Becket is a fan of TwentyFour Dynamic Bond, overseen by a boutique asset manager that specialises only in bonds. He said the fund has built in plenty of inflation protection by keeping bond duration low and investing in ‘floating rate’ bonds, which benefit from every rise in interest rates.
Why the worst of the bond storm may have passed
Becket points out that following the sharp falls in bond prices over the past couple of months, “there are now proper yields for investors to take advantage of”.
He added: “For the first time for a couple of years, bonds are looking attractive, for example, some UK high-quality corporate bonds are yielding 4.5%.”
Rhys Davies, co-manager of the Invesco Monthly Income Plus fund, agrees that there are now more opportunities to make better value purchases in the bond market. The fund, which invests in both bonds and equities, has been making a number of bond purchases recently to take advantage of yields becoming more attractive.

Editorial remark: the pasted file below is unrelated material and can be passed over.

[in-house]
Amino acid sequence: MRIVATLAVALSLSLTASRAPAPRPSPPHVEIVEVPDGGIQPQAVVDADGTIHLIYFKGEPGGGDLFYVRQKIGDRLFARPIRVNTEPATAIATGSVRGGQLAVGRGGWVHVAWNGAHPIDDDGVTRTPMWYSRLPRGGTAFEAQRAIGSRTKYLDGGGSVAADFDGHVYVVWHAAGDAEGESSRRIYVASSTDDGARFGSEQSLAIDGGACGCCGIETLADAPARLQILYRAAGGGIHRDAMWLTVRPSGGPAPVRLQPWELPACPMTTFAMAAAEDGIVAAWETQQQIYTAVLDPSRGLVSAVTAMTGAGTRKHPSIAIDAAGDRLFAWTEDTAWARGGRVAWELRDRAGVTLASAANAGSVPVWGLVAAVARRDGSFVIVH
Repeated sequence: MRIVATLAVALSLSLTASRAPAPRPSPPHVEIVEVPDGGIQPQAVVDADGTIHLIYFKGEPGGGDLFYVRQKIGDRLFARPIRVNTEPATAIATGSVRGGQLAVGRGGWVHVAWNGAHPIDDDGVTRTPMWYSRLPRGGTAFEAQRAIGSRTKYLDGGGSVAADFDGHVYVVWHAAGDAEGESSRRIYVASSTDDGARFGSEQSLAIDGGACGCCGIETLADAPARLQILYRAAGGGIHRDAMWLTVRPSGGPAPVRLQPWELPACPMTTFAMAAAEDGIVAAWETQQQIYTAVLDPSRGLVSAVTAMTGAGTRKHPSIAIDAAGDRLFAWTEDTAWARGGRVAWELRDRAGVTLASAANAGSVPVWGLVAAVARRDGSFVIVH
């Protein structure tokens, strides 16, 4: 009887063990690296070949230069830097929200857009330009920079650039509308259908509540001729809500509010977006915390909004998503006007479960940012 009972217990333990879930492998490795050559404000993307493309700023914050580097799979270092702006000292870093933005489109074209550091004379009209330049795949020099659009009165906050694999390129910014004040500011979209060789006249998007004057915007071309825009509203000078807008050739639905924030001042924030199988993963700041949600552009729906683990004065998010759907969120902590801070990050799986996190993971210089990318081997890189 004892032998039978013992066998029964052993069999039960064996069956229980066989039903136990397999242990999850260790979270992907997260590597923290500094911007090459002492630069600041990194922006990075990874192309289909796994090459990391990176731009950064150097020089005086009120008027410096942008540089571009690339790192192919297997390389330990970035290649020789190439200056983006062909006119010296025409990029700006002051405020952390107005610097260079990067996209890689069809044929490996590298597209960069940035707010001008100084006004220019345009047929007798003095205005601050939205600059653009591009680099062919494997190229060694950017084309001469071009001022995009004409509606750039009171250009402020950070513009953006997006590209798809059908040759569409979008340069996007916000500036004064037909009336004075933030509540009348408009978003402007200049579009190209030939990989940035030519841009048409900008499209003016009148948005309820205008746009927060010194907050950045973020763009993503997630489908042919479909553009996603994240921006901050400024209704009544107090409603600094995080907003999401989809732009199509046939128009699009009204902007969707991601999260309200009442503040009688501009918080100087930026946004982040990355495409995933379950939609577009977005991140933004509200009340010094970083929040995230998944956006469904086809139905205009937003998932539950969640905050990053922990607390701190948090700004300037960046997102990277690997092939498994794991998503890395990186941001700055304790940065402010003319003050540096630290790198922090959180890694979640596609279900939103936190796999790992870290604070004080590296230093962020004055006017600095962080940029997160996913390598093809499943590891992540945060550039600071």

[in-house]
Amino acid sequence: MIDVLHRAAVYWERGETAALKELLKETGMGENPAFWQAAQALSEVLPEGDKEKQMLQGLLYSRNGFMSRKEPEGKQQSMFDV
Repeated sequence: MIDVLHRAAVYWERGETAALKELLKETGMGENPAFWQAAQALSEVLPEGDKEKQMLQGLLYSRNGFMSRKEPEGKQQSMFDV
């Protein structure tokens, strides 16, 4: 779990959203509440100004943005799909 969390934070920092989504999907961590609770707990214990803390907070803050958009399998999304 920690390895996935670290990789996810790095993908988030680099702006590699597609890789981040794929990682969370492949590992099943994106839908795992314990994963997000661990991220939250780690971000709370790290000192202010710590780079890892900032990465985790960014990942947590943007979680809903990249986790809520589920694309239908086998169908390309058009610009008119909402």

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Davies points out that the yield on the ICE European Currency High Yield Index started the year at 3.4% and is now above 5%, a level last seen during the Covid-19-related weakness in June 2020.
Among recent purchases are Modulaire, a leaser of temporary buildings, (at a yield of 8.3%). Davies also added to existing positions that suffered price falls, such as Gatwick Airport (at a yield of 6.4%), Rolls-Royce (at a yield of 4.9%) and National Grid (yielding 4.9%).
Davies said: “Following years of low interest rates and falling bond yields, we are now seeing higher yields and more volatility in markets. This has provided the opportunity to deliver attractive levels of income for investors as well as the potential for capital growth.”